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It was another action-packed week in news for the legal industry with new reports on gender diversity and law firm chief operating officer compensation, plus news of several big lateral moves. Test your legal news savvy here with Law360 Pulse’s weekly quiz.
Amid a push for corporations to outsource more legal work to diverse-owned firms, a report has found that women-owned firms were getting more business from corporate clients than were minority-owned firms.
As law firms grapple with complicated outside counsel guidelines, some are turning to technology to manage the protocols with increased accuracy and transparency, according to experts.
Miller Canfield PLC has named longtime attorney Danielle Mason Anderson as its new chair of managing directors following her predecessor's recent decision to step down from the role.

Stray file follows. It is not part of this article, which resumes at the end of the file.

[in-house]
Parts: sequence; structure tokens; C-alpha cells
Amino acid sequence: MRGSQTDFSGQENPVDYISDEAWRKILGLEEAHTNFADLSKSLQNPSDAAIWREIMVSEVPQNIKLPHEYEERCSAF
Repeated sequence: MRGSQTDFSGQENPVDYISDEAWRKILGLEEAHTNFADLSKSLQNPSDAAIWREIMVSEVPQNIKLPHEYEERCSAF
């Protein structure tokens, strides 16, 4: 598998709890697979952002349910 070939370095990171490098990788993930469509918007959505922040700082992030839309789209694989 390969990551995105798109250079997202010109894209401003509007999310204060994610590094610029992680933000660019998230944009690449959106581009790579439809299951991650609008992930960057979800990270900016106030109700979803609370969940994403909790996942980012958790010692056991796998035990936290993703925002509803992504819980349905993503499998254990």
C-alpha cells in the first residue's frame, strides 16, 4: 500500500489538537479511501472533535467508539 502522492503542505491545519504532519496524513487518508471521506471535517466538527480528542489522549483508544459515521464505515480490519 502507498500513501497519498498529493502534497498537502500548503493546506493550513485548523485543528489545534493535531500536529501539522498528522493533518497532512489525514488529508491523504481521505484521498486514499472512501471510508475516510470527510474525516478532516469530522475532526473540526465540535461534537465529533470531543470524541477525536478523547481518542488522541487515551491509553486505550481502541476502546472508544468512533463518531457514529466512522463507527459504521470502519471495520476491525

A former Roetzel & Andress LPA associate has returned to the law firm as counsel for its business litigation team, bringing private practice, arbitration and in-house experience, including as general counsel of Brooks Tropicals, to its Fort Myers, Florida, office.
Fewer large law firms have announced acquisitions so far this year, even as law firm combinations as a whole have risen. One big factor could be that big firms are running out of eligible partners interested in a BigLaw marriage, experts say.
Chief operating officers at North American law firms earned a median total cash compensation of $412,500 last year, according to a survey released Wednesday, which did not find a direct link between the pay and years of experience.
Lawyers in the U.S. have seen a nearly 2% decline in median income over the last 20 years, and while an increase in lawyers could account for some decline in income, a decrease in the demand for legal services likely also plays a role, according to a study published in the Journal of Economics and Finance.
More law firms are migrating to the cloud and implementing communications platforms for video and for phone systems, according to the results of a new survey released Wednesday.